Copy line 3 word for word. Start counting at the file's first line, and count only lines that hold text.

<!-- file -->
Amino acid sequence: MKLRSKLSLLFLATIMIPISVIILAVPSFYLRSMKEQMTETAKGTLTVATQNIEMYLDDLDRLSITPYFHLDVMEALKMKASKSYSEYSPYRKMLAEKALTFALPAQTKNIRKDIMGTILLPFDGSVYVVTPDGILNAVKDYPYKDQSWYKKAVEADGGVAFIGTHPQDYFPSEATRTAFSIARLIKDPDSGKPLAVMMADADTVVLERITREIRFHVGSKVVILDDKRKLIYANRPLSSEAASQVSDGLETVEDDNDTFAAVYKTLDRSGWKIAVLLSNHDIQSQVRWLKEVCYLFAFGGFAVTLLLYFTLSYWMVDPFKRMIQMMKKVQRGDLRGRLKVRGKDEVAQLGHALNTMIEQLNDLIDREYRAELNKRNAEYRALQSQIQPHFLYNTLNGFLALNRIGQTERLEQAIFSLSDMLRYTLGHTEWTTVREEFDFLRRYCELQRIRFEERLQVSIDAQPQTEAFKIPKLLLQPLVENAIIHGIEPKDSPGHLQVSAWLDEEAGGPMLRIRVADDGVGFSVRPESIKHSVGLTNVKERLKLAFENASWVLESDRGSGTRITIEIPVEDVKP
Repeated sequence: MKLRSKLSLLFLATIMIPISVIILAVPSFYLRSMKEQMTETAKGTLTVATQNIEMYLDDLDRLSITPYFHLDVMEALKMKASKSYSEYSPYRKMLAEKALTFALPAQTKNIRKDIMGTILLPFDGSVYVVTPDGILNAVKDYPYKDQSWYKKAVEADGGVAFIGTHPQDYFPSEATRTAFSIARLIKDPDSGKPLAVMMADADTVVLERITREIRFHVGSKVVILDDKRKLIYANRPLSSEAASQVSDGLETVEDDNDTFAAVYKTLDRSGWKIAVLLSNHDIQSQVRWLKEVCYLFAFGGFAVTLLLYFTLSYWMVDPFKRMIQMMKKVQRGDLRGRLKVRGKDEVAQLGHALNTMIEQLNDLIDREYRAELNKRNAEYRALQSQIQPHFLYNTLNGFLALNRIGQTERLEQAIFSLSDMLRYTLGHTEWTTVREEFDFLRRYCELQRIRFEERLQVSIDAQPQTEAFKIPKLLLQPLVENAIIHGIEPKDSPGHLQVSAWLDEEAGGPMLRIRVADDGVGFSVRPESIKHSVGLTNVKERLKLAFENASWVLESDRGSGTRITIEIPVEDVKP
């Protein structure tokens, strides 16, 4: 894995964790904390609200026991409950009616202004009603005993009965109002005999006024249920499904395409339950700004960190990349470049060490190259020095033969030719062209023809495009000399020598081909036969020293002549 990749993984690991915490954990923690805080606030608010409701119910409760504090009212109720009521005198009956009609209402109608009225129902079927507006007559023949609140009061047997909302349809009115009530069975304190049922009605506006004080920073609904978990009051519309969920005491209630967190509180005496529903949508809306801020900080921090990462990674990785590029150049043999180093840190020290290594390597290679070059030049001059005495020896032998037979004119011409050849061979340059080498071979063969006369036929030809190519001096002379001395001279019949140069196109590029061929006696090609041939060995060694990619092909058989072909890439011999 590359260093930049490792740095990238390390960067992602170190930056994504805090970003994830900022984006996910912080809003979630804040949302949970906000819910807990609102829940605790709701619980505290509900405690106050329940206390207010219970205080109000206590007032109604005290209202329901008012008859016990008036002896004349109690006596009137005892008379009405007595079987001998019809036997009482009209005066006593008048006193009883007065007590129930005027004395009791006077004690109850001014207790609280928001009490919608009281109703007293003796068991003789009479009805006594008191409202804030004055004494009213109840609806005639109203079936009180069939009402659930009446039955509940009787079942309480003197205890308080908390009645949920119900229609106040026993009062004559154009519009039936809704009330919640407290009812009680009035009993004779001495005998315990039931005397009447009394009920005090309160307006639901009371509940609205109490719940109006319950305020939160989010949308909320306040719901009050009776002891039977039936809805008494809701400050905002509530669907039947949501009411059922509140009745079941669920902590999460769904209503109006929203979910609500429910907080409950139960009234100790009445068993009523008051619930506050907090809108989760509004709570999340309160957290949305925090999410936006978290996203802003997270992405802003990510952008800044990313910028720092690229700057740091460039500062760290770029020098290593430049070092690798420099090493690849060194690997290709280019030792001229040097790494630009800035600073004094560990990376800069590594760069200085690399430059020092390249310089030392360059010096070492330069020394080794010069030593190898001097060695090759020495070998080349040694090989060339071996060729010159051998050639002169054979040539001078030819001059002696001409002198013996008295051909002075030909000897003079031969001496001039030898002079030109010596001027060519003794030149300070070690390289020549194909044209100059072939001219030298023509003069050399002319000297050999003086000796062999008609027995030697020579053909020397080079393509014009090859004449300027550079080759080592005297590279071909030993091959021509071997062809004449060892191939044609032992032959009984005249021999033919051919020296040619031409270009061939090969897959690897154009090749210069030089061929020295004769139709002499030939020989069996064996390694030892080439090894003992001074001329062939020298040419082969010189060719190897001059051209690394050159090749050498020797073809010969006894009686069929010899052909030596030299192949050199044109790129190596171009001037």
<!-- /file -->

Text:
């Protein structure tokens, strides 16, 4: 894995964790904390609200026991409950009616202004009603005993009965109002005999006024249920499904395409339950700004960190990349470049060490190259020095033969030719062209023809495009000399020598081909036969020293002549 990749993984690991915490954990923690805080606030608010409701119910409760504090009212109720009521005198009956009609209402109608009225129902079927507006007559023949609140009061047997909302349809009115009530069975304190049922009605506006004080920073609904978990009051519309969920005491209630967190509180005496529903949508809306801020900080921090990462990674990785590029150049043999180093840190020290290594390597290679070059030049001059005495020896032998037979004119011409050849061979340059080498071979063969006369036929030809190519001096002379001395001279019949140069196109590029061929006696090609041939060995060694990619092909058989072909890439011999 590359260093930049490792740095990238390390960067992602170190930056994504805090970003994830900022984006996910912080809003979630804040949302949970906000819910807990609102829940605790709701619980505290509900405690106050329940206390207010219970205080109000206590007032109604005290209202329901008012008859016990008036002896004349109690006596009137005892008379009405007595079987001998019809036997009482009209005066006593008048006193009883007065007590129930005027004395009791006077004690109850001014207790609280928001009490919608009281109703007293003796068991003789009479009805006594008191409202804030004055004494009213109840609806005639109203079936009180069939009402659930009446039955509940009787079942309480003197205890308080908390009645949920119900229609106040026993009062004559154009519009039936809704009330919640407290009812009680009035009993004779001495005998315990039931005397009447009394009920005090309160307006639901009371509940609205109490719940109006319950305020939160989010949308909320306040719901009050009776002891039977039936809805008494809701400050905002509530669907039947949501009411059922509140009745079941669920902590999460769904209503109006929203979910609500429910907080409950139960009234100790009445068993009523008051619930506050907090809108989760509004709570999340309160957290949305925090999410936006978290996203802003997270992405802003990510952008800044990313910028720092690229700057740091460039500062760290770029020098290593430049070092690798420099090493690849060194690997290709280019030792001229040097790494630009800035600073004094560990990376800069590594760069200085690399430059020092390249310089030392360059010096070492330069020394080794010069030593190898001097060695090759020495070998080349040694090989060339071996060729010159051998050639002169054979040539001078030819001059002696001409002198013996008295051909002075030909000897003079031969001496001039030898002079030109010596001027060519003794030149300070070690390289020549194909044209100059072939001219030298023509003069050399002319000297050999003086000796062999008609027995030697020579053909020397080079393509014009090859004449300027550079080759080592005297590279071909030993091959021509071997062809004449060892191939044609032992032959009984005249021999033919051919020296040619031409270009061939090969897959690897154009090749210069030089061929020295004769139709002499030939020989069996064996390694030892080439090894003992001074001329062939020298040419082969010189060719190897001059051209690394050159090749050498020797073809010969006894009686069929010899052909030596030299192949050199044109790129190596171009001037």